Shakhnoza's story

Patient Voice spoke with Shakhnoza Nasim about her family’s journey with grief following the loss of her first child, Muhubbat, who was born still.

Maple, ON

When I found out that I was pregnant and having a daughter, I immediately imagined the rest of my life with her in it. Mom and daughter days, princess dresses and fancy hairstyles, all the little things we would do together, and all the ways my love for her would shape and change my own life.

And then, when they told me there was no heartbeat, it was like that version of me — that entire life that I already felt was mine — died too. I remember how I screamed. But at the same time, I wasn’t really there. I had a completely out-of-body experience, convinced that what I was hearing and experiencing weren’t real life. They couldn’t be.

“It was the most deafening silence.”

I was 25 weeks and three days pregnant, and I still had to deliver my child. I was in labour for two days. It was unbearable. My daughter Muhabbat — Arabic for ‘love,’ since she’s our first love — was born sleeping on August 1, 2019 at 1:09 AM. She looked just like my husband.

Going through that experience on the maternity floor, surrounded by crying infants and happy mothers, was unbelievably traumatic. It was the most deafening silence. And then, leaving the hospital empty-handed after having been through the full labour process... There are no words for it.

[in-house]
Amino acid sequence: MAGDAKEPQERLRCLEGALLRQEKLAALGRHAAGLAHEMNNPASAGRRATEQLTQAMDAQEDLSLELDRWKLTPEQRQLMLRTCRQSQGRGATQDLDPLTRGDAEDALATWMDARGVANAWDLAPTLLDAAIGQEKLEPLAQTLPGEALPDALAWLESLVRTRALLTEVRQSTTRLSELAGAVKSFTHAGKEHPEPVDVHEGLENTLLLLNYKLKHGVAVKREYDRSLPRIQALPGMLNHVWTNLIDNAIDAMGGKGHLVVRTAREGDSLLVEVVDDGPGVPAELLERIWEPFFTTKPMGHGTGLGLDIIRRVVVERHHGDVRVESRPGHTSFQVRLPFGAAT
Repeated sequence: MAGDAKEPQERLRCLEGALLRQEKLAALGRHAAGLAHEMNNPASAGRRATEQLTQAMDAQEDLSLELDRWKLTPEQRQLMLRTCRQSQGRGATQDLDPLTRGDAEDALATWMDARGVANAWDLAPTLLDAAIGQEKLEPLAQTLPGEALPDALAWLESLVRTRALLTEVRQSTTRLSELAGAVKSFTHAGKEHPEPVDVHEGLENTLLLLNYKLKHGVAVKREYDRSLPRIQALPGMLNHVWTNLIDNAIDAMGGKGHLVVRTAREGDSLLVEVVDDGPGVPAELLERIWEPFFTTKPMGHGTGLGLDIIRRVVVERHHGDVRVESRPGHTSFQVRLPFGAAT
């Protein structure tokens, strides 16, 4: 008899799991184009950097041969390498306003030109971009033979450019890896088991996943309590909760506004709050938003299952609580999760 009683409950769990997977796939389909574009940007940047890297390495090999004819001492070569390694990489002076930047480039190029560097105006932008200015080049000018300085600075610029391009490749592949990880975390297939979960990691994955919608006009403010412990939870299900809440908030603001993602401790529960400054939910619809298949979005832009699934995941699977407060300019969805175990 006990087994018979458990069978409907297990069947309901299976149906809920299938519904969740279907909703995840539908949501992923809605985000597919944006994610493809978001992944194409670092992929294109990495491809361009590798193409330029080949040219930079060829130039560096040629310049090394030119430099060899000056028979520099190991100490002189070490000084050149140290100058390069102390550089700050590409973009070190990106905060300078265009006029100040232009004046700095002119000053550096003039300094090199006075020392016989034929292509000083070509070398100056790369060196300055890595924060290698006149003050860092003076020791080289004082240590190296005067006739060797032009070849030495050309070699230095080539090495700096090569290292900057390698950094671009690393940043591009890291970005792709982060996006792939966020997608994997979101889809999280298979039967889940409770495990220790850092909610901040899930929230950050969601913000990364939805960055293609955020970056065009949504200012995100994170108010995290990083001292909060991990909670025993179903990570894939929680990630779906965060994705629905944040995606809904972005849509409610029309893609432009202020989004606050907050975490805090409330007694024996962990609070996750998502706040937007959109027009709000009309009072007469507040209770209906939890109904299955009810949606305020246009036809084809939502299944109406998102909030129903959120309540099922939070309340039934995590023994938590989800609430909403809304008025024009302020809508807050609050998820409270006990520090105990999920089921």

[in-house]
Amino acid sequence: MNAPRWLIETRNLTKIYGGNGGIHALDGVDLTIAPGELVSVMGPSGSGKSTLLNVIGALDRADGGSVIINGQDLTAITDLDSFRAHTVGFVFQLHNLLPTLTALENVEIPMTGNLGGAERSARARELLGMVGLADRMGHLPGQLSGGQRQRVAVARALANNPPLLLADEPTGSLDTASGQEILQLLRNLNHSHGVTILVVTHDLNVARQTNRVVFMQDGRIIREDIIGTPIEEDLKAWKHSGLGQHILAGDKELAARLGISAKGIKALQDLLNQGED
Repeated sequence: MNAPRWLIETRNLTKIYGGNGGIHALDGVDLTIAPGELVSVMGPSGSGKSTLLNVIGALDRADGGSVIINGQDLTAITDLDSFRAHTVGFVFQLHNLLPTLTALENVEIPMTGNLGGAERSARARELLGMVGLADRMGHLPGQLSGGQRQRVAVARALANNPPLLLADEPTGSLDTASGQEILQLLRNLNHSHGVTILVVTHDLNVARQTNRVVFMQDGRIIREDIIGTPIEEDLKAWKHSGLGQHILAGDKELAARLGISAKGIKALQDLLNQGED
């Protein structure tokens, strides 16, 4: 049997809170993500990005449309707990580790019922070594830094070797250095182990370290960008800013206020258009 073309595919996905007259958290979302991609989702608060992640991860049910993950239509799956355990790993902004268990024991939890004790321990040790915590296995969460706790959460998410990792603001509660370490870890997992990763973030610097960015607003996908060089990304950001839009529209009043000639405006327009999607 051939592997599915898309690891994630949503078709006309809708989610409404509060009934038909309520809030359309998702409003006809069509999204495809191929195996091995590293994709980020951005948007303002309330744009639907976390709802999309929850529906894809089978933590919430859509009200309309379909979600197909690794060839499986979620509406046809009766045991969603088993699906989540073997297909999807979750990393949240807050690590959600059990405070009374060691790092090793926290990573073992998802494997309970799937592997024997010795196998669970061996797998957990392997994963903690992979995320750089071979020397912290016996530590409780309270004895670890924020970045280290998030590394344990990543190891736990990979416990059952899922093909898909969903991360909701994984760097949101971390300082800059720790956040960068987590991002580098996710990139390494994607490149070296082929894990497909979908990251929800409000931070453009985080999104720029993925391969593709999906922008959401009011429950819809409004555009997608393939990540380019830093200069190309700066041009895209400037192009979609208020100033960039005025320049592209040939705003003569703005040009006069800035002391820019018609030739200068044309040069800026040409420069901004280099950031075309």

That was four years ago, and I’ve since given birth to two incredible sons. A lot of people think that time, and the birth of my sons, should be enough. That I should be over it by now and should be grateful for the children that I have. Our extended families are among those people. When our daughter died, those relationships died also. They simply couldn’t accept the magnitude and permanence of our grief.

There’s no getting over the loss of a child. Pregnancy after loss is not a cure — it’s traumatic in its own right. And though when we’re out, we may look like a perfect, happy family — my husband, myself, our boys — that is not our whole family. Muhabbat is a part of us. We have a stuffed bear, made to her exact birth weight, that joins us in every family photo. We visit her in the cemetery every month. I bake a cake for her on her birthday. The grief does not go away. But neither does the love.”